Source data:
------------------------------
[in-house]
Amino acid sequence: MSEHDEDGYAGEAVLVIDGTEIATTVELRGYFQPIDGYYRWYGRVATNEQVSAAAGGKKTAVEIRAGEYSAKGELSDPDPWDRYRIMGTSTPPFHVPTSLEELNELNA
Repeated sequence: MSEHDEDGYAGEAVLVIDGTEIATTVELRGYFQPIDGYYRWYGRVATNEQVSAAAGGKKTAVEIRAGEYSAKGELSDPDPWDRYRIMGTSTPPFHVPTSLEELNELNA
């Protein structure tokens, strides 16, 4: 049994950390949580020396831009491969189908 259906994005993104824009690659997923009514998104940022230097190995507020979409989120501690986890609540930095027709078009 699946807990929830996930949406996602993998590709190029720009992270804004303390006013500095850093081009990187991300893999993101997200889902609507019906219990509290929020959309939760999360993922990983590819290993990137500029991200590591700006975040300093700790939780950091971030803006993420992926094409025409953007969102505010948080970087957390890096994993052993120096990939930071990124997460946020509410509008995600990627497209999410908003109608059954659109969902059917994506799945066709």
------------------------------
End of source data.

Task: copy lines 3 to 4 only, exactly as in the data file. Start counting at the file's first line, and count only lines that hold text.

Repeated sequence: MSEHDEDGYAGEAVLVIDGTEIATTVELRGYFQPIDGYYRWYGRVATNEQVSAAAGGKKTAVEIRAGEYSAKGELSDPDPWDRYRIMGTSTPPFHVPTSLEELNELNA
């Protein structure tokens, strides 16, 4: 049994950390949580020396831009491969189908 259906994005993104824009690659997923009514998104940022230097190995507020979409989120501690986890609540930095027709078009 699946807990929830996930949406996602993998590709190029720009992270804004303390006013500095850093081009990187991300893999993101997200889902609507019906219990509290929020959309939760999360993922990983590819290993990137500029991200590591700006975040300093700790939780950091971030803006993420992926094409025409953007969102505010948080970087957390890096994993052993120096990939930071990124997460946020509410509008995600990627497209999410908003109608059954659109969902059917994506799945066709």